Further, article 23 of the Basic Law directs the HKSAR to enact laws on its own to 'prohibit any act of treason, secession, sedition, subversion against the Central People's Government, or theft of state secrets, to prohibit foreign political organizations or bodies from conduction political activists in the Region, and to prohibit organizations or bodies of the Hong Kong Special Administration Region from establishing ties with foreign political organizations or bodies.'

IMAGE: The Chinese flag is raised by People's Liberation Army soldiers at the handover ceremony in Hong Kong, July 1, 1997. China regained sovereignty of Hong Kong after 156 years of British colonial rule. Photograph: Dylan Martinez/Reuters

Fragility of Hong Kong's resilience

Although Hong Kong in the past ever since its inception had weathered many a storms and displayed a remarkable resilience to bounce back, the developments in the territory in previous years have raised question marks with regard to its future stability and prosperity.

The root cause of this is the congenital irreconcilability of two divergent political systems -- China, a regimented Communist regime and Hong Kong, a classical laissez fare economy with ethos of a liberal democracy.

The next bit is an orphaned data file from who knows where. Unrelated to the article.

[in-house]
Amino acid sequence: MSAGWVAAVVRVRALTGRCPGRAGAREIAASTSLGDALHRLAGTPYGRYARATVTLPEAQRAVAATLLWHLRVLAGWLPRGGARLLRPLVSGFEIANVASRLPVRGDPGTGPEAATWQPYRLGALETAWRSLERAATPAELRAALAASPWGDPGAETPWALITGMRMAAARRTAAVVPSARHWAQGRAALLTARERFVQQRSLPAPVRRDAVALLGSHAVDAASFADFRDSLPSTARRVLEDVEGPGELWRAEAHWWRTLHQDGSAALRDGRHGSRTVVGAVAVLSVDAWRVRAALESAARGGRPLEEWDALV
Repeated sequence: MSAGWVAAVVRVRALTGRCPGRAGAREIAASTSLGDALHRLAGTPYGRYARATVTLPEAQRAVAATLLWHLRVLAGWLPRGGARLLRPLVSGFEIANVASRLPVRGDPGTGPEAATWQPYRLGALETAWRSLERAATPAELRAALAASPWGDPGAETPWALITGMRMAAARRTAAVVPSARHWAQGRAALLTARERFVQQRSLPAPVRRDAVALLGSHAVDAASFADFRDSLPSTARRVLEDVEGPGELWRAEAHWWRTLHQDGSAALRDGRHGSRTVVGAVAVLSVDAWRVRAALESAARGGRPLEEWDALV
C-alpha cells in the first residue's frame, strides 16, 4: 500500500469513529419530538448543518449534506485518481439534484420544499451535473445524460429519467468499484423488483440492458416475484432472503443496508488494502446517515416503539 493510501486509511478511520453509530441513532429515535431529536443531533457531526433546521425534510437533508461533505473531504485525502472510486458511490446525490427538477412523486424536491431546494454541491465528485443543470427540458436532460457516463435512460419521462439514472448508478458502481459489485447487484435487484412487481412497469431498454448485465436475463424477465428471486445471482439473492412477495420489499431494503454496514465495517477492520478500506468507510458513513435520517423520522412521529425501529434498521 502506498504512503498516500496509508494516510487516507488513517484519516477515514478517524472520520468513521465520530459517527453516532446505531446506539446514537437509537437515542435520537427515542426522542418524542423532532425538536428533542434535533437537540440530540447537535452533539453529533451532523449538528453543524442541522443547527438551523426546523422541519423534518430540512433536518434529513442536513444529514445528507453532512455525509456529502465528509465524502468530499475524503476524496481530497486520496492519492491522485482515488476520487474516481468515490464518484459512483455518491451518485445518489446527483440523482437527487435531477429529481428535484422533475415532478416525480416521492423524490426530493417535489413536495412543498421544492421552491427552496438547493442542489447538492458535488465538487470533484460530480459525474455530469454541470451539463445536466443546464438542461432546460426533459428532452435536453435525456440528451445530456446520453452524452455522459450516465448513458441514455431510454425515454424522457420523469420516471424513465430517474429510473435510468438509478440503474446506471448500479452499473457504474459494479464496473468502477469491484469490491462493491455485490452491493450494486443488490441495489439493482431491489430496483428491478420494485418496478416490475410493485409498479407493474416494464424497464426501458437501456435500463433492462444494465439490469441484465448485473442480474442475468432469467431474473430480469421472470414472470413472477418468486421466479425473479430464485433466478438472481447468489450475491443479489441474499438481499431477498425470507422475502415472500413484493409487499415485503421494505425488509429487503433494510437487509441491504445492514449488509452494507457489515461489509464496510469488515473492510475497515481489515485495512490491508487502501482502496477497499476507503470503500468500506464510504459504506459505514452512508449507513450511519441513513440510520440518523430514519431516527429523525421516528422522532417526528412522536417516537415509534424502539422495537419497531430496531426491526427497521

True, Hong Kong has survived under the shadow of a protracted civil war in the mainland China, the rise and birth of Communist China in 1949, the adverse effects of the second World War and its economic consequences, the power struggle during the tumultuous Cultural Revolution (1967-1969), but the developments ever since the Tiananmen Square incident of 1989 and the promulgation of the National Security Law in May 2020 and China's estrangement because of its belligerence with a number of countries including the 'Five Eyes' industrialised nations have greatly dented its much vaunted pride of resilience and adaptability.

The Sino-US spat and the trade war between world's two top economies amidst the COVID-19 resonated in Hong Kong, where the USA is a major stake holder.

Hong Kong has been caught in some sort of an ideological cold war between the 'Washington consensus' and the 'Beijing consensus'.

China's fear: Hong Kong, a base to undermine China

Beijing alleges that the Western democracies use Hong Kong as a base to undermine China.

Its concerns may be true; there may not be any denial of China's grouse.

But it is also a fact that Hong Kong as an enclave of democracy will continue to be an anathema to the Communist party of China particularly in the context of a suppressed desire for democracy and freedom in the mainland.